Make your own Medieval "Milkmaid" Coif!

Learn to make the most fetching, yet simple headwear for ladies in the late Middle Ages - the "winged" coif!

Location:

Zoom

Cost:

$39.99 per person

Duration:

2h

About this experience

This three-day workshop will provide step-by-step, hands-on guidance in making your own hand-sewn linen coif, like the ones featured in so many delightful 15th century manuscripts. The class will cover everything you need to know, from taking measurements to laying out your fabric and cutting, from the required stitches to the techniques of handsewing. In addition to the step-by-step guidance, you will receive a digital handout with the written instructions plus the pattern. You will also have access to the recording of the workshop to rewatch and review as needed (especially if you cannot make the sessions on the specific dates). You must provide your own materials and tools.

Required Tools and materials:
White/natural sewing thread, silk or linen is best, cotton will do
2 yards of white, medium-weight linen, at least 45 inches wide
Hand sewing needles, small to medium
Good fabric scissors
A yard/meter stick
Measuring tape
Chalk or pencil
Pins
Beeswax


If the event cost is a limiting factor, please reach out to me and we can arrange something. I believe that joy in creativity and learning is for everyone, not just those with ample financial means!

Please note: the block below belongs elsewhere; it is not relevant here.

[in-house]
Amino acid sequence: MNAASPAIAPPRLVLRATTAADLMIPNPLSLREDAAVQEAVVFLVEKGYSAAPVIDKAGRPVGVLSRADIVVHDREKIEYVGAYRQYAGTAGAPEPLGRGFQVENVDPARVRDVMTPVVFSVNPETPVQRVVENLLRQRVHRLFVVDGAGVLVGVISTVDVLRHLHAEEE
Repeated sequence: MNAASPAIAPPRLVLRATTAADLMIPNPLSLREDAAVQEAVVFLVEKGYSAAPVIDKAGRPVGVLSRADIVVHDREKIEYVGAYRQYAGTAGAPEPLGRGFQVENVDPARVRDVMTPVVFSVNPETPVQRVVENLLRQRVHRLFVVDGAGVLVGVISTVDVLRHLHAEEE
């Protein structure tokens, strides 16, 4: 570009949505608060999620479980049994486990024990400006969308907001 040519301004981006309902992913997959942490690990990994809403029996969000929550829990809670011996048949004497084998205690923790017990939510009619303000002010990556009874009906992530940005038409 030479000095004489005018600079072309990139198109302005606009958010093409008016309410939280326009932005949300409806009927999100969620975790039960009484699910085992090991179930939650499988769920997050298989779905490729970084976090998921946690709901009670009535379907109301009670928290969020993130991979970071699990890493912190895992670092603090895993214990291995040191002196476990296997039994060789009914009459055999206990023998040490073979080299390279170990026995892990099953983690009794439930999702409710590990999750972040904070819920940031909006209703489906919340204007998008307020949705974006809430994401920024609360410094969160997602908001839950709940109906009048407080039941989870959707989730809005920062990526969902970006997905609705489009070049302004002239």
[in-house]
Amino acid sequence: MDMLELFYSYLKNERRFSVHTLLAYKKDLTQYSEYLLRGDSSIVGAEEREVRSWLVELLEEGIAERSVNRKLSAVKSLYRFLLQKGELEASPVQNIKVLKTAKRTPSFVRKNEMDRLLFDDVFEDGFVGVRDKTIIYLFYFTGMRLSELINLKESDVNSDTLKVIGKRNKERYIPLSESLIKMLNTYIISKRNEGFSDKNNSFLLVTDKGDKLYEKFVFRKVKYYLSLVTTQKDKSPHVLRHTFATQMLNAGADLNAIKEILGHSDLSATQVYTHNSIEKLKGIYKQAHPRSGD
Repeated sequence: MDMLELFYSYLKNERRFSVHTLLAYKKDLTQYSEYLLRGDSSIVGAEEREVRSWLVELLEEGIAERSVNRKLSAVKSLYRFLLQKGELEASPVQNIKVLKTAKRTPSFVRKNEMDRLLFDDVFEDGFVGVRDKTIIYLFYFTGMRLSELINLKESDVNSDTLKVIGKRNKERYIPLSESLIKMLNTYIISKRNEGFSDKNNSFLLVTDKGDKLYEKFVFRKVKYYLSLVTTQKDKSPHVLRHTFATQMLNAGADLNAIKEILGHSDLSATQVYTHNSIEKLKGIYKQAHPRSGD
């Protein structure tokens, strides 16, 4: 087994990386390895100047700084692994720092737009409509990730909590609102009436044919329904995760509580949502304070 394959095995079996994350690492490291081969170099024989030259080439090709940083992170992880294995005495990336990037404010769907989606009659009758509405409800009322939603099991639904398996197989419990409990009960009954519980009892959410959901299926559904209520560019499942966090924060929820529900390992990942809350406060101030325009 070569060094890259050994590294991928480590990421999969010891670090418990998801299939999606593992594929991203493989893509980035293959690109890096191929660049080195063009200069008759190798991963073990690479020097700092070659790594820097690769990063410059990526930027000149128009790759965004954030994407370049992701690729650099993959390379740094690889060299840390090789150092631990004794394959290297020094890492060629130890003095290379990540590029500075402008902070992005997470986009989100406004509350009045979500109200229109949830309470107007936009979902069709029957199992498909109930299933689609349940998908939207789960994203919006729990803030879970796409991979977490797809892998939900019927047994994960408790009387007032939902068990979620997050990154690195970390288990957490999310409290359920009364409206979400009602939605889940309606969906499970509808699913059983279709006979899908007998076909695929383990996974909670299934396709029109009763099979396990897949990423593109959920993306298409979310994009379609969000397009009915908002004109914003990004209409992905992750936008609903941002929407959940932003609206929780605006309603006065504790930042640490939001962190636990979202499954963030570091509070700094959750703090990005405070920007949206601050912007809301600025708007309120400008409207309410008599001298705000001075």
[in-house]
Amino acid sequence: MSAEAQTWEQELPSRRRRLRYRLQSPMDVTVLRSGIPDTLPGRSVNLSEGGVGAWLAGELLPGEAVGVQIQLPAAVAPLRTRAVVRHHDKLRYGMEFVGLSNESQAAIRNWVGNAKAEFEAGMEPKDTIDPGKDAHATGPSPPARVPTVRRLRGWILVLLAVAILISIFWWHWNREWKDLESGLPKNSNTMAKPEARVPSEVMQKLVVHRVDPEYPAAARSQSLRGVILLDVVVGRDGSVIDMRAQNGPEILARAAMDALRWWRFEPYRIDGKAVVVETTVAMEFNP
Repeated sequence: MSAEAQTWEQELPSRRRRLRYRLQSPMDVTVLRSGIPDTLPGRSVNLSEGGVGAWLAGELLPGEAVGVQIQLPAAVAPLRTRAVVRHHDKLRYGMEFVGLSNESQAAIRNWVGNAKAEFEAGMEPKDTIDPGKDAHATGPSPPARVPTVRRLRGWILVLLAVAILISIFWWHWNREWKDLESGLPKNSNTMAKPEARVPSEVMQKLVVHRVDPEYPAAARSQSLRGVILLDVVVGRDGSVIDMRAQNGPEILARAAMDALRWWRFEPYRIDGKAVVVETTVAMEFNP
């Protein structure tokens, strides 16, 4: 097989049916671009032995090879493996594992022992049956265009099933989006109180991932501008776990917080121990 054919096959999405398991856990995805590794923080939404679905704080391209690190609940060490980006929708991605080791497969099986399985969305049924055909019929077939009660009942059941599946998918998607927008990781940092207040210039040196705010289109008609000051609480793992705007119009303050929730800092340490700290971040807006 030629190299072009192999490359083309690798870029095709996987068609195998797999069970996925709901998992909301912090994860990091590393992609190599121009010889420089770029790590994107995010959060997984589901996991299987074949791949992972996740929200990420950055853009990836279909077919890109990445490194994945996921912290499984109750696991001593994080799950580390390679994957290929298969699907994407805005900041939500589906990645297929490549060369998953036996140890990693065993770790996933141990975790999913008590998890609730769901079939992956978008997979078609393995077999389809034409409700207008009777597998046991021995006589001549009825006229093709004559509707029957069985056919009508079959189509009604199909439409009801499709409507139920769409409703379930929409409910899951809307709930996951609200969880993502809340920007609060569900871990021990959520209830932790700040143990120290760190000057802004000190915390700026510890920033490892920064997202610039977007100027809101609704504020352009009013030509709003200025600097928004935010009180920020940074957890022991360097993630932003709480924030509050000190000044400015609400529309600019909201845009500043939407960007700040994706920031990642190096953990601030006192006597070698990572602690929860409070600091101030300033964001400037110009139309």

NOTE: Event times are currently given in Korean Standard Time. Please use this converter to check your local date/time. :-)


https://dateful.com/time-zone-converter


CANCELLATION POLICY: To receive a refund, participants must cancel within seven full days prior to their event start time. All classes will be recorded and shared with participants, so even if you miss a class, you can make it up at your leisure!




Your Host

Host image

Rachel Lorenz, aka the Contessa, has been fascinated by medieval and Renaissance life since she was old enough to put on an old lace tablecloth and make-pretend "the olden days". Since then, she has traveled the world studying extant medieval garments, medieval art and academic publications on medieval fashion, leaving a trail of slaughtered fabric in the wake of creative historical fashion exploration.